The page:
Archive for the ‘Winnie the Pooh’ Category

Disney Detours – The Many Adventures of Winnie the Pooh

June 22, 2009

Image © Disney.

Disney’s Fantasyland dark ride through the Hundred Acre Wood is detailed and charming.

By Blake

Originally posted June 22, 2009.

No, I’ve never ridden Mr. Toad’s Wild Ride. When it was replaced by the chubby little cubby that’s stuffed with fluff in 1999, many Toad fans weren’t happy. And despite their concerns, Imagineers pressed forward and introduced The Many Adventures of Winnie the Pooh to Fantasyland in Walt Disney World’s Magic Kingdom.

Pooh is a “dark ride,” an attraction that travels guests through scenes of classic Disney movies in a relatively dark setting, with the Audio-Animatronics and backdrops colorfully lit up. Being the first completely new dark ride since the Magic Kingdom opened in 1971, Pooh conveyed the Imagineers’ 28 years of experience with the Florida park and their ability to blend a story, characters, music, and a playful mood into an attraction in a lighthearted and fun way. They had learned from the first version of Snow White’s Scary Adventures to keep Fantasyland attractions relatively child-oriented, with less frights and more charm.

Perhaps more than any other WDW Fantasyland dark ride, Pooh has an overall appeal that all comes together due to a number of different elements of theming and extending its story beyond the ride and into the gift shop and nearby character greetings, atmosphere, and play area.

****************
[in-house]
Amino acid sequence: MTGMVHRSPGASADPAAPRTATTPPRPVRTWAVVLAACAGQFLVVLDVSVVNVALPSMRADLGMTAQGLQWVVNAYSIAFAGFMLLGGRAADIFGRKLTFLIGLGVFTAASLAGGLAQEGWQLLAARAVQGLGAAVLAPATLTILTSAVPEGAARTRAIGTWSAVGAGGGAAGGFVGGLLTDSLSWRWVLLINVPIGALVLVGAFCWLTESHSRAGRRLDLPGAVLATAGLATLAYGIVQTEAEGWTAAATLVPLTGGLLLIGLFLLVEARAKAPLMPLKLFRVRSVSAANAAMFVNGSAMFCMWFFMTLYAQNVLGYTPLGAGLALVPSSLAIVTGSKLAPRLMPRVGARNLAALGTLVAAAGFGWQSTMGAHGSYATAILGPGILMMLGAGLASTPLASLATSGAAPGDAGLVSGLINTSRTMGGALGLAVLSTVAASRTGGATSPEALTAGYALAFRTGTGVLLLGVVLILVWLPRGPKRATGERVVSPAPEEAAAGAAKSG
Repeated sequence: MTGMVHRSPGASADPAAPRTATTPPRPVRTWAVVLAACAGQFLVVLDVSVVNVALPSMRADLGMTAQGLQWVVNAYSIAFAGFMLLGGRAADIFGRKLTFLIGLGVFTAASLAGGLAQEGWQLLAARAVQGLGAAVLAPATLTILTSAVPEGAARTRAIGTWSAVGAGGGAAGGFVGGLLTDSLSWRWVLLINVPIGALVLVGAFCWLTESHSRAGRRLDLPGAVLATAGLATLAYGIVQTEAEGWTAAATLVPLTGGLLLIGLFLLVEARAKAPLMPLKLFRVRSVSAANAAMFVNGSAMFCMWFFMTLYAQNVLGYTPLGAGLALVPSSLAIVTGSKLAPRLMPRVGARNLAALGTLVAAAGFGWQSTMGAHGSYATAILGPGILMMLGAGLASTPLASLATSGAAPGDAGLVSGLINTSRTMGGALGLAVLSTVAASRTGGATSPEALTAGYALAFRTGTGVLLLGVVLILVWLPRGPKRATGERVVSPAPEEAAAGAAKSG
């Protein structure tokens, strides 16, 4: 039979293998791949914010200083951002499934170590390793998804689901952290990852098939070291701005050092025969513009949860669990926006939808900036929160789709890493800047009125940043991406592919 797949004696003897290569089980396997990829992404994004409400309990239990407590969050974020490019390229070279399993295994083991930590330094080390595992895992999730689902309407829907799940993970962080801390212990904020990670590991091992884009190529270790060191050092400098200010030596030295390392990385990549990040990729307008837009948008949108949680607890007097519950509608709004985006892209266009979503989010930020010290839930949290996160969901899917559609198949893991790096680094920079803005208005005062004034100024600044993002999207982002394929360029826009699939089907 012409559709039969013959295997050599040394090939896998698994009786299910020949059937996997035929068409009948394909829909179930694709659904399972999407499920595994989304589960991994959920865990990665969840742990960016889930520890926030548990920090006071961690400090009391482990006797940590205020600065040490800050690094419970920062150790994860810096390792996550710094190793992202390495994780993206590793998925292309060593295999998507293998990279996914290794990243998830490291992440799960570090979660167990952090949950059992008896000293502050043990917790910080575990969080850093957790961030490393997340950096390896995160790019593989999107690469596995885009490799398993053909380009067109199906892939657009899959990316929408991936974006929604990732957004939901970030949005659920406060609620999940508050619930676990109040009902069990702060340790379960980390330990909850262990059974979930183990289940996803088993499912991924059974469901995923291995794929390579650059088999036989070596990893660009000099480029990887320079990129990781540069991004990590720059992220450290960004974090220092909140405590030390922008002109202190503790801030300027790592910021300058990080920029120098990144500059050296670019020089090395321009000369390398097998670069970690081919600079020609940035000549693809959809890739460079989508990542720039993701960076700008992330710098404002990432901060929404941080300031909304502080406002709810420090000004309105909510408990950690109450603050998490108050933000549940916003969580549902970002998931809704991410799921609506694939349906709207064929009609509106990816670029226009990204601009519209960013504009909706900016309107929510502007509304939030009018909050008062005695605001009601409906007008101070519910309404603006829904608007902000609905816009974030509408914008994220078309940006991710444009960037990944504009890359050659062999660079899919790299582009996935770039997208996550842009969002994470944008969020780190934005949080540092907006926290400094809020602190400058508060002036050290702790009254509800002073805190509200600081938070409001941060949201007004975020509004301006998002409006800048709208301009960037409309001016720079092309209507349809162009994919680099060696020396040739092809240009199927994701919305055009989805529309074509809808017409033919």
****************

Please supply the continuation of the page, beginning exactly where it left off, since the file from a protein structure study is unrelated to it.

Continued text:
The excellent theming starts the moment guests enter the queue line. They’re immediately immersed into the world of Christopher Robin’s storybooks, illustrated through large versions of book pages scattered throughout the loading area. Guests are literally put into the story in this attraction, and the plot involves guests moving through pages of Christopher Robin’s book about Pooh and friends. Those that are unfamiliar with Pooh shouldn’t have a hard time following along with the storyline, because instead of containing a structured plot, the ride (like its film counterpart) consists of several stand-alone short stories.

The Many Adventures of Winnie the Pooh attraction at the Magic Kingdom is based upon the film of the same name, which was released in 1977 and contains three Pooh featurettes. Image © Disney.

Once guests are loaded into their ride vehicle – a honey pot – the first scene they arrive at is a blustery day in the Hundred Acre Wood, complete with Pooh trying to use the wind to his advantage to breeze up to a bees’ nest to get a smackeral of honey. All throughout the ride, a variety of senses and special effects are used to further make guests feel like they’re right in the middle of the story. This is first instanced when the blustery day turns out to be truly windy. (The air, although indeed breezy, is surprisingly warm.)

Next up is Owl’s house, where a few infamous references to Mr. Toad can be found. After that, guests encounter Tigger, who invites everyone to bounce along with him. Again, wonderful sensory effects are implemented, this time through the movement of the ride vehicles “bouncing” up and down with Tigger.

Soon Tigger winds up telling Pooh that he had better watch out for “heffalumps and woozles,” and guests trek through Pooh’s nightmare concerning the fanciful creatures. A brilliant special effect is used as Pooh dozes off into his dream, and later guests see somewhat of a special effect of themselves, through the use of funhouse-like mirrors. Although it’s all lighthearted fun, the heffalumps and woozles sequence of the ride could potentially frighten young visitors if they’re easily scared.